Extensive delays at the US Postal Service have pushed millions of Americans to do the one thing they swore they wouldn’t this holiday season: shop inside stores.
On December 24, parking lots filled across the US with shoppers grabbing last-minute items after finally admitting to themselves the in-transit orders they placed online days or weeks earlier might not make it in time for Christmas.
“Christmas comes whether the postal service does or not,” said Simeon Siegel, analyst at BMO Capital Markets. “At the end of the day, Santa has to deliver. If that means that the postal service or port stoppages or any other supply bottlenecks are preventing items from getting to the tree, there’ll been a last-minute attempt to find something.”
The rush to the mall is good news for retailers, many of which are still trying to make up for the sales they lost when shuttered during lockdowns earlier this year. In-person purchases carry higher margins than delivered items, plus shoppers are more likely to throw in “something extra” at the last second when gift-hunting in store, boosting basket sizes — and companies’ net sales.
Americans have largely shunned in-person shopping this year to steer clear of potential virus exposure. Seasonal shopping started weeks earlier than usual and more of the volume moved online, resulting in Black Friday visits dropping 52 percent compared to a year ago, according to data from Sensormatic Solutions. It was also down sharply over Super Saturday weekend, traditionally the last shopping surge before Christmas.
But as the post office reports “unprecedented” volumes and large swaths of its workforce out due to Covid-19, those packages are piling up in delivery trucks and processing plants, rather than under the tree. With delivery statuses lingering “in-transit” and only about 12 hours until Christmas, some US shoppers decided they had to mask up and hit the stores after all.
In an email, the US Postal Service reported “historic volume” and said its 644,000 employees “continue to work diligently to address issues and remain focused on delivering the holidays and beyond for the nation.”
The delays have opened a window that retailers are mobilising to fill. Macy’s Inc. continues to offer curb-side pick-up on December 24, though same-day delivery ended the previous day. Target, largely viewed as a pandemic-year winner, is letting shoppers order as late as the afternoon of Christmas Eve for curb-side pick-up or same-day delivery with Shipt. Target has seen “a surge in usage” of same-day services in the days leading up to Christmas, the company said in an email.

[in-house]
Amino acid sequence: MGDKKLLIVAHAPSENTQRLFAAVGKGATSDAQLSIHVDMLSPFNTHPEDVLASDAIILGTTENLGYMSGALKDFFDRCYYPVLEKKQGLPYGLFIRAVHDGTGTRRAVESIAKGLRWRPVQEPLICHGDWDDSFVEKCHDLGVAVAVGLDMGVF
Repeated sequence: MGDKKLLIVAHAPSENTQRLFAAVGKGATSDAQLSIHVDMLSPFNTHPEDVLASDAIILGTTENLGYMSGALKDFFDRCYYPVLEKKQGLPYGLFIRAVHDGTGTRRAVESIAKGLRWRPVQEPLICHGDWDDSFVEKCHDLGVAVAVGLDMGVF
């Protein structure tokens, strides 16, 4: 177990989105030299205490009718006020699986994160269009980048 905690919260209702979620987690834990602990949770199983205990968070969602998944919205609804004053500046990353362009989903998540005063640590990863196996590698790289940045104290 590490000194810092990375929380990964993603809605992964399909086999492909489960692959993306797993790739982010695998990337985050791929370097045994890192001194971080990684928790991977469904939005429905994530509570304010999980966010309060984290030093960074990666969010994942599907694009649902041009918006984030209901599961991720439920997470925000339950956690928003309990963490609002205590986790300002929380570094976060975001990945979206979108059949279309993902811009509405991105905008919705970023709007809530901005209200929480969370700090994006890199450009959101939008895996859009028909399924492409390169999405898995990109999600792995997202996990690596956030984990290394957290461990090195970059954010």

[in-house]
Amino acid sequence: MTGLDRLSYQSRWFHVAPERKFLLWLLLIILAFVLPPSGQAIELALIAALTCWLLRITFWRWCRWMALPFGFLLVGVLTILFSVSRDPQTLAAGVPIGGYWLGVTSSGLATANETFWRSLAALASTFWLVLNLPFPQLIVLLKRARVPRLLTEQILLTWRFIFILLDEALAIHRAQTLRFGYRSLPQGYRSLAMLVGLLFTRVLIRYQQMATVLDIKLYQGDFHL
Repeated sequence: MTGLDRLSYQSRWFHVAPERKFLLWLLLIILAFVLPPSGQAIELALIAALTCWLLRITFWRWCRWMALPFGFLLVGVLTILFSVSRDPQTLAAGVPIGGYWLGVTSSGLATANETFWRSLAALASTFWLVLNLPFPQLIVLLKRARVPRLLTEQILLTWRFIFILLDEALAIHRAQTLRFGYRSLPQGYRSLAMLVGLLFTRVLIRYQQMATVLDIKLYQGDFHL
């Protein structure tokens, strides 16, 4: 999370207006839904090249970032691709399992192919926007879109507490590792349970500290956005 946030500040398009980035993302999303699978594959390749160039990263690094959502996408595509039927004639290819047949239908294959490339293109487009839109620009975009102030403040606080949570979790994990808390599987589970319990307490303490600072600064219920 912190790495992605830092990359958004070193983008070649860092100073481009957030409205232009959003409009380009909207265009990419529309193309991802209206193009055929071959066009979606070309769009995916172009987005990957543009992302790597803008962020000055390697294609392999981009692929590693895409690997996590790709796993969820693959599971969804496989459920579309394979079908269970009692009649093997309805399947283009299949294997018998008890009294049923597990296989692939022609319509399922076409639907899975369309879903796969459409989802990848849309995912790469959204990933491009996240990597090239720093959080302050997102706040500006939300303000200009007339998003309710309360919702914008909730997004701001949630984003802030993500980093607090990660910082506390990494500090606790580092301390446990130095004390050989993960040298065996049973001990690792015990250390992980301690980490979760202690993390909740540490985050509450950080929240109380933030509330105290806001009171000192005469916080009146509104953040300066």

“There’s surprisingly a lot of people heading out last minute,” Gabriella Santaniello, founder of retail research firm A-Line Partners, said after visiting stores near Los Angeles in the final days leading up to Christmas. “Yesterday, I was at one mall and it was the busiest mall I’ve been to since pre-pandemic.”
That marks a big change from just a few days ago, when the Super Saturday crowds never materialised. Activity during Super Saturday and Black Friday weekends was so low, in fact, Sensormatic Solutions had to revise down its foot-traffic forecast for the entire holiday season. That’s because as of last Saturday, shoppers still held onto hope their orders would make it. No longer.
Line Out the Door
“Shipping delays have been an issue this year, which is resulting in consumers shifting from online to in-store to make their last minute purchases,” according to the International Council of Shopping Centres. Less than half of consumers had finished their holiday shopping heading into last weekend, it said.
Mackenzi Farquer, owner of Lockwood, a small chain of boutiques in New York City, is experiencing the boom first hand. She said there was a “block-long line” outside her Astoria, Queens, location on Christmas Eve when she arrived at work at 10 a.m. The day before was the busiest her store has been since the pandemic began, and she’s had to turn away shoppers at closing time.
“To me, as a retailer, it’s shocking,” she said. “We close at 6 p.m. tonight and I suspect we’ll have to tell people that unfortunately, they can’t come in. Last night we had to close even though there were folks still in line waiting to get in.”
Jonah Zimiles, who owns Words Bookstore in Maplewood, New Jersey, said that while business has dropped sharply during the pandemic, foot traffic has picked up recently because of shipping delays, even beyond the expected last-minute shopping that is typical in any season.
“We’re getting creamed,” said Zimiles, who opened his independent bookshop in the New York City suburb almost 12 years ago, “but we’re getting creamed significantly less than we were a month ago.”
By Kim Bhasin.